From the air, Rioja is an extremely complex checkerboard of small vineyards. The 64.000 hectares protected by the Denominación de Origen Calificada Rioja are divided into about 120,000 individual vineyards farmed by 19,000 growers. A farmer’s holdings are often separated by hundreds of yards, making efficient vineyard management difficult.
The agricultural departments of La Rioja, Álava and Navarra are conscious of this problem and have promoted the idea of vineyard concentration. This means throwing the current vineyard property division in villages out the window and making a new one so that all individual farmer’s lands in a specific village are contiguous.
You can imagine that concentration is an extremely complex process, because farmers are usually reticent about giving up a plot they know well to taking ownership of another plot, even if it’s next to one they already own. Farmers fight tooth and nail about this and I’ve heard that the process often takes ten years or more.
Fernando Remírez de Ganuza got his start in the wine business by buying, consolidating and selling vineyards. This intimate knowledge of Rioja vineyards was a great help to Ramírez when he began to make wine in Samaniego, in Rioja Alavesa in 1989.
Fernando Remírez has made a name for himself in Rioja not only for the excellent reputation his wines have earned in a short time but also because of the innovative winemaking processes he has pioneered. The first of these is recognizing that there is a difference in structure between the grapes in the ‘shoulders’ of each bunch and those in the ‘tips’. To picture this, imagine a grape cluster as an upside-down isoceles triangle. At Remírez de Ganuza, the ‘shoulders’, rich in pigmentation, are used to make reservas and are consequently destemmed before fermentation. The ‘tips’, with less color, are used to make carbonic maceration reds and are not destemmed. The separation process takes place on the sorting table.
A second important process is using the skins of the white grapes to ‘fix’ the color of reserva wines during fermentation. In Rioja, it’s legal to blend red and white grapes (not red and white wine, however) and traditionally, winemakers have added some viura to tempranillo before fermentation to increase the acidity of the finished wine. The idea of adding the skins of white grapes to a fermenting tank of red grapes was new to me, however. It works, too, as all the Remírez de Ganuza wines show a lively, zingy acidity that is a hallmark of good Rioja.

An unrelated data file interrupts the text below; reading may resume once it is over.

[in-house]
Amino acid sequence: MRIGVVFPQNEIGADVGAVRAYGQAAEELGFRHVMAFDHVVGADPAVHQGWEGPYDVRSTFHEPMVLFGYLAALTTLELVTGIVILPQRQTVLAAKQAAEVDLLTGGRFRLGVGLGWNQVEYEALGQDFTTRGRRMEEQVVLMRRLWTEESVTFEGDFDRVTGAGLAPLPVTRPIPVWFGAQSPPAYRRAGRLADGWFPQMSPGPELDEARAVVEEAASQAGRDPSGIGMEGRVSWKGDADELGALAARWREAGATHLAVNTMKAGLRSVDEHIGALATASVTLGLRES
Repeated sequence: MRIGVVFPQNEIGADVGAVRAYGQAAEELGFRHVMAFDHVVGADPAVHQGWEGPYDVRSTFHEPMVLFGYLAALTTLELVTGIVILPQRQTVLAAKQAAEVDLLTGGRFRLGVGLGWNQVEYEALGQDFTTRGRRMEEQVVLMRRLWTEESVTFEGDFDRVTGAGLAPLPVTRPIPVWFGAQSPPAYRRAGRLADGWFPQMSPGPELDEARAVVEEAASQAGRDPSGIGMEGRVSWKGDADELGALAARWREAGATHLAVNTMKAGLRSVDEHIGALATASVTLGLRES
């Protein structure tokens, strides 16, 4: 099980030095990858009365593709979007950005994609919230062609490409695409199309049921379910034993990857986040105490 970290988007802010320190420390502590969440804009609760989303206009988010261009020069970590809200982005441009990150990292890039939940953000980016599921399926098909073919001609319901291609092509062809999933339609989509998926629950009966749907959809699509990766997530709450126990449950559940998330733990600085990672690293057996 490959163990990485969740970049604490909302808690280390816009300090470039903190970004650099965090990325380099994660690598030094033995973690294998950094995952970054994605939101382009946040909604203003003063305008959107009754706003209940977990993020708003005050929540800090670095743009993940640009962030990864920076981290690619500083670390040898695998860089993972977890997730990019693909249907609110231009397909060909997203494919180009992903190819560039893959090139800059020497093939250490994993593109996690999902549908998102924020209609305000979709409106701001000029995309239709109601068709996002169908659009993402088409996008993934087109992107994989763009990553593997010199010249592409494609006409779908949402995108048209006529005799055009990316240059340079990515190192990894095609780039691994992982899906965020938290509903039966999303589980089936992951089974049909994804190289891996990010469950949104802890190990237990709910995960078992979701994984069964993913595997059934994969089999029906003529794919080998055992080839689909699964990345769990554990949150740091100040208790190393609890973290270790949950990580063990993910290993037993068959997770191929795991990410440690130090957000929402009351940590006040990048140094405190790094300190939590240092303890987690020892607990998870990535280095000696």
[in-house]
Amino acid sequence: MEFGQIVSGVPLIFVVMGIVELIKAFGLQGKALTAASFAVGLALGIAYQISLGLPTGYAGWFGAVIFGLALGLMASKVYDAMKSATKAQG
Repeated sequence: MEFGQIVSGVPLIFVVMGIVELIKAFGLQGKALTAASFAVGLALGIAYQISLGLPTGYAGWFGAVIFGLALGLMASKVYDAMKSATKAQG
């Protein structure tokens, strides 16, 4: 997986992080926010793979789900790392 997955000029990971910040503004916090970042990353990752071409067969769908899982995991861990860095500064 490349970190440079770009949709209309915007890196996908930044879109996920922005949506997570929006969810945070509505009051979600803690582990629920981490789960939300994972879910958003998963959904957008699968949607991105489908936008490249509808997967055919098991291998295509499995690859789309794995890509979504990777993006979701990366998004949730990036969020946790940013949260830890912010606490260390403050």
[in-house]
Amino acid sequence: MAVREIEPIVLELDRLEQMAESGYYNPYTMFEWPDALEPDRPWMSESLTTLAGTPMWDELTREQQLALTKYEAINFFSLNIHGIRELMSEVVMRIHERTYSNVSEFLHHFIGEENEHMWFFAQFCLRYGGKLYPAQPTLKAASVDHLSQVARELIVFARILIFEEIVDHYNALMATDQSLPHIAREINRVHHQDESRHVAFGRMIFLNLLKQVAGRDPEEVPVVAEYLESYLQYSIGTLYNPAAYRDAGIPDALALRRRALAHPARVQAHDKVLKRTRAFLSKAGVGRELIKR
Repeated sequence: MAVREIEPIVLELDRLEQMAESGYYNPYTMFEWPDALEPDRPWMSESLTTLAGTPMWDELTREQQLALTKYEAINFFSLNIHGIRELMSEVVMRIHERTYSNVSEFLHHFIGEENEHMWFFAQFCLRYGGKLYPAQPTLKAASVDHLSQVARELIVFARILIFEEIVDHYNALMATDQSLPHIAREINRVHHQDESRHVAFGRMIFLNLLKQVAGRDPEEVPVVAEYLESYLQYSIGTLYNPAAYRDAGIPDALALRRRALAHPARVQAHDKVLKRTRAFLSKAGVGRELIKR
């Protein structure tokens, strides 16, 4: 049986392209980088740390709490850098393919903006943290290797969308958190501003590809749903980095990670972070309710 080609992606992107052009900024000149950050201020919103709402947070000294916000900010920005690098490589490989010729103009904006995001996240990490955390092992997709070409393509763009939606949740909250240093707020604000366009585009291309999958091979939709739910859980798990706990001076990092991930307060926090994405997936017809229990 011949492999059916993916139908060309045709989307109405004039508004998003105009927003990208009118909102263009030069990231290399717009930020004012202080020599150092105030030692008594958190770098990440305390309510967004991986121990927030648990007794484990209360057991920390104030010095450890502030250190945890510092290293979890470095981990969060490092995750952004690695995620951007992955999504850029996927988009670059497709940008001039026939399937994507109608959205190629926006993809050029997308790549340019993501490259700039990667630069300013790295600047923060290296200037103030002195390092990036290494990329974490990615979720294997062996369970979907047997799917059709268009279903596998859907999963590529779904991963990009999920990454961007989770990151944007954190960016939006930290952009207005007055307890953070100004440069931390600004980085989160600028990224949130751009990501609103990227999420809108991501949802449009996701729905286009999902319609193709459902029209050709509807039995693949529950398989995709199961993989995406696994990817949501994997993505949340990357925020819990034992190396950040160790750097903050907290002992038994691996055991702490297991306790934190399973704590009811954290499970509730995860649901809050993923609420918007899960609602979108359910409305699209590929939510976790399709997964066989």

For Trasnocho, the top of his range, Remírez uses a heavy plastic bag that is inserted into the fermentation tank. This bag is then filled with water to displace the air in the tank, gently crushing the grapes underneath and preventing the oxidation of the tannins.
We tasted the Remírez de Ganuza range at a recent winemaker’s dinner in Logroño.
Fernando commented first that all the wines were made from grapes from the same vineyard in Samaniego. This was surprising because we expected the different wines to come from different vineyards.
Erre Punto white 2009. 70% viura, 30% malvasía.
Pale yellow. Floral and citrusy on the nose. Well balanced fruit with a medium mouthfeel and long aftertaste. Fernando Remírez commented that the structure of the wine comes from macerating the skins in the juice for a short time before fermentation.
Erre Punto red 2010. Carbonic maceration. 90% tempranillo, 5% graciano, 5% viura and malvasía.
Intense ruby. The nose reminded me of spicy chewing gum (Dentine). Floral, firm structure on the palate, with good acidity considering that it was a carbonic maceration wine.
Remírez de Ganuza reserva 2005. 90% tempranillo, 10% graciano.
Black cherry. Toasty, dark fruit and cocoa. High acidity, ripe fruit and tannins. A little closed. Ready to drink now but can be cellared. After five minutes the wine opened up, with an aroma reminiscent of cranberries.
Trasnocho 2006. 90% tempranillo, 5% graciano, 5% viura and malvasía (skin only).
Very intense black cherry. Closed nose but after swirling the wine in the glass it opened up to reveal somewhat acidic fruit, reminding me again of cranberries. On the palate, ripe tannins, and crisp acidity, typical of a good Rioja.
Ever the innovator, Fernando Remírez told us that he is going to experiment with the new white varieties recently approved by the Rioja Regulatory Council, although he is a firm believer in the renaissance of traditional white Rioja varieties.
Bodegas Remírez de Ganuza, 01307 Samaniego (Álava), www.remirezdeganuza.com
Photo credit: lomejordelvinoderioja.com